tonality and to me, tonality means brightness or contrast. Then up here, I'm gonna double click on that one and call it detail, and I'm gonna make it. So whatever I do to that particular layer on Lee affects the detail in no matter what I do up there, it will not affect the color or the tonality. Now, the next thing I need to do is work on the layer that's in the middle, the one called color slash tone, and I need to blur it. So I'm gonna use Ghazi and Blur. And in Gazi Ambler, what I want to do is find the face in here. I want to blur this just enough so that the fine detail is gone. So when you see these little fine details when I say detail is gonna be on one layer in color and tone is going to be on the other, this is where I don't want to see the fine detail. So I'm gonna bring this out and tell that forehead starts looking smooth. But not so much that I can't recognize things. If I bring up this far. I can't even tell us ahead. But bring it down, bring it down looking for the lowest setting that makes all the detail go away right about there. Because if I go lower than this, you can start seeing like, little, you know, uh, things on her forehead on what you want to call it. Whereas when I get to about there, those won't go away. Click. OK, then I'm gonna go to the layer that's above the one called detail. And what I'm gonna dio is something unusual. I'm gonna go to the image menu where I'm gonna find a choice. It's rarely used. It's called apply image. I'm working on the top layer, the one called detail. All right, Now what I'm going to do is I'm gonna tell it to take this layer I'm currently working on, and I'm gonna tell it to interact with that layer that we've blurred. The layer we've blurred was called color tone. And right here it's asking me which later to work on. I'll set it to color tone. Then I'm gonna tell it to subtract what's in that layer. Well, what's in that layer is a smooth version of this image. If we subtract out the smooth stuff, what's left over from the layer we're working on is gonna be the detailed stuff, but in order Gator toe work, right, we need to make sure to other settings. Air correct in here. So it's all down in this area. I've said it to subtract, and we need to have the scale at two and the offset at 1 28 I know these numbers sound like they're overly like specific 1 28 but it's ah has to do with just a simple math that it's using to combine these layers together. It's literally going to subtract the brightness values between these two, and it's gonna add this much to it and all that. It does a bunch of math that you don't really need to know much about, but in order to get it to look right, this needs to be a to this needs to be at 1 28 you always use the same setting so you can just write him down, click OK, and then the final thing we need to do here, it's in order to get this toe look right. We take that top layer and to get it to combine with what's underneath, we change the blending mode to a trois called linear light. Now the image should look normal. But whatever changes I make on the top layer will only affect the detail. Whatever changes I make to the middle layer will only affect the color and or tone of the image, and the bottom layer is not even needed anymore. But we might wanna have it there just in case. Whatever we do to these top players, we want a limit, and we might want a mask it or something else and get back to the original. But I'll turn off that bottom eyeball. So you see, it's not really doing anything anymore. So now that seemed weird. What the heck, Why would I want to do that? Why would I want to go through apply image tracked about it all that well, First, you want to do it with clients looking because it looks complicated. It looks hard. It's not hard. All you have to do is remember the settings, but let's see what we can do now. I want to get this shiny spot to be toned down. I'm gonna work on the color in tone layer then, because I'm trying to change the tone ality of this area. Whenever I say tonality, I mean the brightness or the contrast. I'll grab the paint brush tool, and I'm simply going choose from an area in the surroundings that has the brightness in color, I think would look appropriate there. So I hold down the option key. Isn't that how you get a color out of your image? And I might click right over here then, because I don't want toe make a massive change to the image. Lower the opacity of my brush down to 20 or 30% Let's say 20% and watch what happens when I paint. If you saw that or not, I'll choose. Undo. Do you see how he just tone that down? And I could come in here, get even smaller brush, maybe bring my opacity down to 10% painting a little bit more now. It always looks weird when you look at before and after, because your eye gets used to the really bright thing and when you see the after, suddenly it looks too dark or something. But if you never saw the before, if you never did the undue thing to see before and after. It just looks normal on the image itself. So I come in here, I just grab a surrounding color, and then I can start painting it in there. But notice that all the detail stays, so I'll choose undo a few times to see if I can get back to what it looked like before I had painted in there. And then I'll choose undo. But when I do undo, it's gonna look too dark to your eye because you're used to looking at the bright thing a second ago. But I can tone it down, but I'm maintaining the detail. Let me show you what this looks like. Another images because first off, you don't remember the process yet, and secondly, it's not just used to get rid of shiny spots on skin. All right, so what we did is we duplicated the layer twice, so that's Command J twice. We name the middle layer color tone, and it doesn't matter what it's named. It's just to remind you what it's for. The top layer we call detail, then the middle layer. We wanted to only show the color and tone we don't want it to have any detail. So to get rid of the detail, we went over here and chose Ghazi and Blur. And we tried to find the setting that would get rid of any fine details. But we're looking for is the lowest setting that will get rid of the fine details because we want to still be able to recognize what's in here. So right now, I can still see the creases on richest forehead here, So I'm gonna bring up the radius further, further. I can still see the creases keep. Okay there. I can't see him anymore. All right. I'm gonna lower to see if I can get away with lower setting. Mm. But right about maybe there in that area Now all I see in there's color and I see the general tone ality or brightness range that's in there. But I can't see the fine details, so I click. OK, I go to the layer that's above. And that's when I have to do the weird thing. What I'm trying to do is have it compare this detailed layer to that one that only has the color and tone and say what's really the difference If I subtract the color and tone out of here, the details should be left. So I go to the image menu. I choose apply image, which is actually rather technical feature. And in here I'm going to use subtract. Don't wait a minute. Well, no second Cullerton. Yep, apply image. I need to tell it the layer I want to use. So up here where it says merge. That means that we used emerged image. I need to use the one called the color tone. I've come in here and I choose subtract two and 1 20 In fact, it remembered the settings. So the next time I uses that will remember, I just mainly have to tell it what Layer Teoh subtract, which is the color tone one. Then I changed the blending mode for this particular lot layer to a choice called linear Light. That's when the picture looks normal again. It'll look identical to the original. The original is underneath, and the originals not actually needed is the end result. It's just there in case we want to mask these two things to reveal the original once we're done making changes. But if I hide the bottom layer, you'll see that it's not contributing to the image, or if I hide the layers that are on top, you'll see that it looks identical. You can't see the difference, but now I can work on these two layers and work on the detail separate from the color and tone. So let's see what we can do first. Laura here has got a slightly shining spot on her skin. I just want to tone it down a tiny amount, so I'm working on the layer that's called color and tone. I grab my paintbrush tool with a soft edged brush. I grab a color from just outside. This bright spot just outside of it may be great there. I use a very low opacity in this case. I'm using 10% and I just painted in there, and it's slowly should tone down that each time I paint over it, tone it down a little more. If you want to see before and after all, simply hide the two layers that are on top and reveal the layer that is at the very bottom. That's the original picture. There's a shortcut for doing that in my layers panel if I put my mouse on top of the eyeball for the one layer I want you to view, I can hold down the option key and click on it, and that will hide everything else. So watching the layers panel, when I do it, you see the other eyeballs turn off. All I'm doing is option clicking on that eyeball that the all clicking and windows. But can you see that I've toned down that slight bright spot there? Maybe I don't like the fact that the tip of her nose or I didn't hear is looking a bit red. Maybe down here on here on her chin, it's looking a little bit red as well. So what I'm gonna do is choose a color just outside of words read like, right up here. I don't think she looks red. So option click there. Then I might up my opacity about 30% because I think I need to make you know, an ok amount of a change and that I paint over here. The detail was not gonna change, but the color and the tone will I can do it up here by your nose. Grab an area just outside of its readiness. That's here. Use a low opacity, totally painted in to make it a little less red on Richie Over here. He's got a really red forehead, but right through here, it doesn't look quite as read or write down here. It doesn't look quite as red, so I option click on that area to grab it. And then here, in about 20% opacity painted in here, I might have to paint twice. I'm gonna brighten up that area a little bit and get it away from the readiness here I might grab from in here where it doesn't look quite as read. It looks a little bit brighter or maybe right about there and let's see if we can get some of the readiness out right up a little bit. His ear is overly red. You can grab from a key, see where I am right about here, where it's not so read. The only thing is this is also going to bring the tone ality or the brightness near there so we could tone it down a bit by painting a little bit there and we could make the side of his head where it's rather dark. More similar to this side that's bright. Just grab your brush 20 or 30% opacity. Brighten it up a little bit. Here, I'll grab that color from the side of his nose, which is gonna grab that color and brightness. Bring this up a little bit, but what's nice about it is we're not messing with the detail. We're just blatantly painting with solid colors here, and we're able Teoh make those kind of changes. If I don't like that, this is in the shade as much. I could bring it a little bit more similar to what's just outside. The neck would usually be more careful that I am here with my painting, but you can see that I can quickly do that with painting. The detail will stay Alright, what questions do we have? All right, So, um, Jurassic Ruth says, Would this work with dark circles under the eyes? Dark circles under the eyes. This would lighten up the dark circles. OK, but if the dark circles also contains some kind of begging us to them, sometimes there's like a big pocket that's kind of hanging down. It's not gonna get rid of the detail. It's there. So you could work on the other layer, the layer called detail and, uh, and try to get that dealt with us well, but it can work with dark circles. Here. We have kind of a tan line. And so I'm gonna grab from out here where it's tan, and then I'm gonna come in here and paint, and they're gonna paint again because my opacity is down at 20%. So it might take me a while to build this up. I could grab from this area over here and want to use a larger brush that's got a softer edge, or what's over here, I think might look better. You see how it's lesson? It's not completely gone. I could get it completely gone. That would usually use something like curves over here. She's got a little bit more of a tan line I can grab from just outside the tan line. I would have to use a very small brush, and I can come up here and start building this up so that it's lessened. Or I could grab from the sunny side over here and say, I don't like the bluish shadows that are there anyway, kind of start brighten her up overall, but it's pretty cool that I can paint with just solid colors here and not have the detail gets screwed up. Might not always just sometimes have to lower the opacity a bit more than I have been in a few of these areas you want to see before and after and remember option. Click the bottom layer. The bottom layer on its eyeball is the original picture, and so you see how much have evened out the brightness on riches or head. I've gotten some of the red out of his cheeks, and I've even got a little bit of the tan line and warmed up some areas, huh? But it separates the color tone from the detail, which is kinda cool. Option Click eyeball the background layer. Yeah, option. Whenever you option, click any eyeball in the layers palette. It means hide everything but this. When you do it a second time, it means show the stuff that I hid last eso. It remembers which layers were visible, so if he had an overly complex document, were like 40 layers in it, and half the layers were on and half of them were off at the time you did that, it would remember which ones were visible and just toggle the ones that were hidden by doing that. And you could use this on all different sorts of photography, like landscapes are. This isn't just for people, but people was so common where it's the most helpful. But, yes, we can use this any time. We have detail that we don't want to mess with, but we need to change. The color in the tone faces air so common, though, where this is useful. But what you do is duplicate the layer twice. You take the middle layer and blur it. So DVD A has a question is what is the purpose of creating the blur? The What's the Blur is telling you? How much detail are we gonna push into that other layer? If I left detail on this layer, if I could still see the wrinkles, we wouldn't have as much detail on the other layer that the top most layer okay, and so this I'm saying, whatever I blur out of this is gonna be moved to the other layer. So if I blur out all those little wrinkles and things like that. That detail that I just blurt out is gonna end up on the layer above when I click on the layer above in, do this apply image, I say Grab the middle layer, which in my case, I didn't rename. But it's called later one, and I tell it to subtract that smooth stuff from this normal image. So what's left over is that detail right there. But see, this detail doesn't contain the useful color information. I need to have somehow have it combined this with what's underneath, and I do that by changing this toe linear light. So now I got it separated color and tone on the slayer detail in the layer above. You can also retouch the detail layer, and it's not gonna shift the colors around, not going to shift the brightness around, but most the time. You find it useful to be on the color tone layer, and I can come in here and just tone down various things when things are overly bright on foreheads and other things, and it's really nice because I can do it with painting just by grabbing colors in the surroundings and the detail stays. And it's not like I'm just blatantly painting there. It's that I'm being able to change all that stuff. But it's not just faces. Cool. Thank you. Remember option. Click the bottom Ivo seeing see the difference. You see the different center cheek, but faces so commonly needed.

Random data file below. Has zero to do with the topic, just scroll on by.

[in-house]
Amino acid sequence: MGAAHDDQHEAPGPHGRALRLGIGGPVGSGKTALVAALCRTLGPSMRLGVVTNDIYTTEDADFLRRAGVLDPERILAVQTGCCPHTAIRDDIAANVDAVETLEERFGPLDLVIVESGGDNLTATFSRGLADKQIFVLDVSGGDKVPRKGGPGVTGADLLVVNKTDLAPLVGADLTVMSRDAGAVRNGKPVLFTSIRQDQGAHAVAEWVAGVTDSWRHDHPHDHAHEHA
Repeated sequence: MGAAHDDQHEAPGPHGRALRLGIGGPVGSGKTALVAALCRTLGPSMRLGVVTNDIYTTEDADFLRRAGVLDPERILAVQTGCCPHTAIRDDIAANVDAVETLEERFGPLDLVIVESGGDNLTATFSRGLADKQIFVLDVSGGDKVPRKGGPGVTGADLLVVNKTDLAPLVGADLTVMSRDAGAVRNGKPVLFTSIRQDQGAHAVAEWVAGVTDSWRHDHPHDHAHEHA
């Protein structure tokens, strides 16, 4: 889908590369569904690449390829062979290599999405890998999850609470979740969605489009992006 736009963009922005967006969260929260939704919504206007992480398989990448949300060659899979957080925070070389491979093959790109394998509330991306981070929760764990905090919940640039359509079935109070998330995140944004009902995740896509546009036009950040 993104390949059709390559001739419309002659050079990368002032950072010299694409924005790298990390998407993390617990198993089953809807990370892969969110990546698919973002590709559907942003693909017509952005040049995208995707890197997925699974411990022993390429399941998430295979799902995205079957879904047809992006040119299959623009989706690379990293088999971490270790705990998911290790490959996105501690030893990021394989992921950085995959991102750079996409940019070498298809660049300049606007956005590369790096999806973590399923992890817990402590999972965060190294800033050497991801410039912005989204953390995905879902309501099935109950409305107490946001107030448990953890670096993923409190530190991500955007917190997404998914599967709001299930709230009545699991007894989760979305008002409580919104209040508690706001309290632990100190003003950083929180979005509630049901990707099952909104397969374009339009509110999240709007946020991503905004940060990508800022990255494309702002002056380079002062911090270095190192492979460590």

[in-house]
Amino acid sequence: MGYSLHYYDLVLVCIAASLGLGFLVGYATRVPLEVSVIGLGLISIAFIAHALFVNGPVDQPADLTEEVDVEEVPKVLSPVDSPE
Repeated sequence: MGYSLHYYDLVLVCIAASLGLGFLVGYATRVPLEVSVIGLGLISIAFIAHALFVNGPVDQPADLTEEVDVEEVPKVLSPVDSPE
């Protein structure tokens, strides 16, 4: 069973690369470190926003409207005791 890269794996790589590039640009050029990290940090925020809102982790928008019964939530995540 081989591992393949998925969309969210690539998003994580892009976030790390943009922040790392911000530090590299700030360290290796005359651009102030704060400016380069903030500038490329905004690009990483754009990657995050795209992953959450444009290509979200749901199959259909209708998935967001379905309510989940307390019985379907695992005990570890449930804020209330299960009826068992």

Class Description


Ready to take your Adobe® Photoshop® skills to the next level? Join Photoshop expert Ben Willmore for a three-day introduction to the techniques that separate the novices from the pros.

Ben will take the guesswork out of using the more advanced tools, techniques, and menus of Adob® Photoshop. You’ll learn about which Adobe Photoshop tools are essential, and which you can ignore altogether. You’ll also learn about compositing, texturing, and retouching skills, like removing shine from foreheads in portraits and seamlessly joining images together. Ben will also cover hidden and hard-to-find features and shortcuts that will help you produce higher-quality work in a fraction of the time.

By the end of this course, you’ll have professional-level Adobe® Photoshop® skills that will set your work apart from the competition.

Software Used: Adobe Photoshop CC 14

Reviews

Olga
 

The best investment I've made to improve my PS skills. Mr. Willmore is a skillful lecturer. English is my second language and I appreciate the clarity of his voice and the fact that he repeats several times what he's doing or what he did. It is great for note taking as well as for practicing. Just an Excellent workshop! Thanks Mr. Willmore!

a Creativelive Student
 

I absolutely love Ben Willmore's teaching style. He is clear and thorough. This class has a wealth of good info so I had to purchase this course. Thanks Ben and Creative Live!!! PS, Don't forget to forward the PDF. I am waiting patiently.

a Creativelive Student
 

AB FAB- Ben is an excellent teacher. He is very through and "down to earth" in his explanations. All his courses are worth the time and the money to view and purchase them!!! Please keep on teaching on CreativeLive. Thanks, Thanks, and more Thanks. Janet Bozgan 4-24-14